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The GDPR opportunity for British HR

The GDPR opportunity for British HR
Promoted by The GDPR opportunity for British HR

Howard Frear

Howard Frear

Director of Sales & Marketing

EASY Software’s Howard Frear reviews the benefits of document management to the HR function to streamline operations as well as comply with GDPR.

It may surprise you, but as an HR professional the imminent EU-wide General Data Protection Regulation will give you a great way to digitally transform the way you work.

How so? Because GDPR is all about establishing new, secure way of working, ensuring all personnel data is available on a single system that allows all information to be accessed, viewed and mined.

It will also help ensure the accuracy of data stored in your databases. Looking at new data-driven ways of reaching out to employees and running recruitment campaigns, for example. While enabling you to maintain compliance, such transparent communications will be welcomed by your employees GDPR will also require you to update employment contracts to comply with the regulation. While going through these documents, make it a useful exercise, looking at ways you might improve efficiencies in exchanging information and where workflows can be enhanced.

For instance, a digital HR platform will provide greater access for employees, who could be offered a highly useful self-service portal for logging their personal details, providing documentation or reporting concerns. Such functionality also helps to ease the on-boarding process, plus encourages staff retention and loyalty.

Training your people

GDPR isn’t just about technology and data, it is also about people. It is therefore important that the people within your organisation are data protection aware going forward. They need to understand the way the new regulation works for their job role, and how personal, customer and corporate data needs to be handled correctly and within the boundaries of the regulation.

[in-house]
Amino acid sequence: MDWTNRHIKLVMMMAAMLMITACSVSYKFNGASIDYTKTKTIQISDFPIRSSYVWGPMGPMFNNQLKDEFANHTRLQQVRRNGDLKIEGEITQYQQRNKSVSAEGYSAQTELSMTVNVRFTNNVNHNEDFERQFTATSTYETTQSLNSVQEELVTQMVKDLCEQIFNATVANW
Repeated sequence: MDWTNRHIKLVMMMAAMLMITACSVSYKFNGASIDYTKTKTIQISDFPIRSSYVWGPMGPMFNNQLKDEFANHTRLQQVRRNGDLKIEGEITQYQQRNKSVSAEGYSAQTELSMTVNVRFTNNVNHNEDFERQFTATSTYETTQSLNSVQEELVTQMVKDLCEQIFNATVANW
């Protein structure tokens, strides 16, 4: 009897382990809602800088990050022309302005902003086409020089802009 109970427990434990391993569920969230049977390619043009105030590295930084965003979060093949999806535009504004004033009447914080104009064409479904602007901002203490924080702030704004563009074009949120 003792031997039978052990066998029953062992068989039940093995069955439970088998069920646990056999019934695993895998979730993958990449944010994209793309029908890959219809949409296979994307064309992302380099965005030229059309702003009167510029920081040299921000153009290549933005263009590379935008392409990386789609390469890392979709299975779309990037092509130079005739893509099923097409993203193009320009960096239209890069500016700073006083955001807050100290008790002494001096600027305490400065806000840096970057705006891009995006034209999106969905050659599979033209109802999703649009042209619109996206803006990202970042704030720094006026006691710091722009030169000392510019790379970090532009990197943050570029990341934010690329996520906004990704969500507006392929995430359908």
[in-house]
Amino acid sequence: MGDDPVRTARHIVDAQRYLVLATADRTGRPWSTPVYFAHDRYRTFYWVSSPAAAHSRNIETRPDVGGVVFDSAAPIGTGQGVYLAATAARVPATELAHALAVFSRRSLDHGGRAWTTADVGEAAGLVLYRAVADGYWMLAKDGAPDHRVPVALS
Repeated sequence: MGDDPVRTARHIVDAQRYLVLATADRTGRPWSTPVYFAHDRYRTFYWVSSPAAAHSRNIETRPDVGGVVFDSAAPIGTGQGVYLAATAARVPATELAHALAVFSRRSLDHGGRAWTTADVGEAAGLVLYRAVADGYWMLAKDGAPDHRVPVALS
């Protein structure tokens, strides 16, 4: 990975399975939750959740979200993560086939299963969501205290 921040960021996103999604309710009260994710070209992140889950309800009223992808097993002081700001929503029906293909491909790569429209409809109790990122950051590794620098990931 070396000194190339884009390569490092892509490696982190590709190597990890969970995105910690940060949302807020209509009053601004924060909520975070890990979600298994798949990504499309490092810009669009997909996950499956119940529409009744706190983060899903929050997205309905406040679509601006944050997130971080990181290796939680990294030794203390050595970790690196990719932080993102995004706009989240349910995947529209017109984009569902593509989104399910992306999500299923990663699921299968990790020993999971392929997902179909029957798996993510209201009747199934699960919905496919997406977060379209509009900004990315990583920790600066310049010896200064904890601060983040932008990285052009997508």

In particular, GDPR’s introduction should be an open door to running a data-hygiene education programme to formally qualify data experts in your organisation. These designated data experts should not only understand GDPR, but also compliance expectations – ensuring your organisation is meeting requirements at all levels.

Keep employee data secure

GDPR should be a spur to carrying out a thorough look at how security is managed in your HR function. Therefore, look to start ensuring privacy by design. This means that any action you undertake in processing employee data must be carried out with data protection and privacy at the forefront of every step in the process.

Cyberattacks are also on the increase, so it is imperative you shore up security across the board using best-in-class security tools, password protection, anti-virus software and other data protection capabilities. Indeed, Wannacry and similar ransom attacks and malware events should have convinced you it is time to transition off legacy HR systems that could leave you open to risk of blackmail or even shutdown.

Run a system-wide audit as part of your GDPR initiatives to see exactly what hardware and software you are running and what needs replacing to mitigate against this peril. Be aware that the older the technology, the less likely it is able to deal with new emergent threats out there.

Dispose of data serving no purpose

Storing data for data’s sake is inefficient, pointless and expensive. It’s been estimated that no less than 120 separate processes can touch an employee across the lifecycle of a typical employment and the sheer volume of data generated has expanded dramatically, as the requirements of health and safety, employment law and regulatory compliance have created vast amounts of documentation that must be stored and kept up to date.

So avoid data hoarding! It lowers productivity and could also pose a threat to the ‘right to be forgotten’ clause in GDPR.

Instead, use HR policies and procedures to cleanse data to make sure you are only holding required personal data. This is also an ideal way to ensure archival and retrieval procedures are in place to ensure compliancy at this level.

Adding value, not chasing paper

Believe it or not, GDPR is actually a positive, as it is driving us all toward a data-driven way of working, as it creates a central information management resource from which to carry out more advanced workflow and employee lifecycle management.

Plus, the workflow elements of a digital strategy can go far beyond the traditional HR set of core processes and supporting documentation – through recruitment but also in the retention and Business As Usual phase of employment, as it can help to bring all of these individual areas onto a single central digital platform.


So instead of fearing GDPR, turn it into competitive advantage, a catalyst for positive data change, and unlock its business potential. It gives you a real opportunity to make organisational information accessible, secure and up to date, which is a struggle all too familiar for most HR professionals – and get ahead of the competition and win staff trust.

At the same time, paper-lite/digital HR means your job becomes more about adding value than chasing paper while you can be reassured your organisation is always protected against any employee dispute, GDPR and any other data protection legalities.


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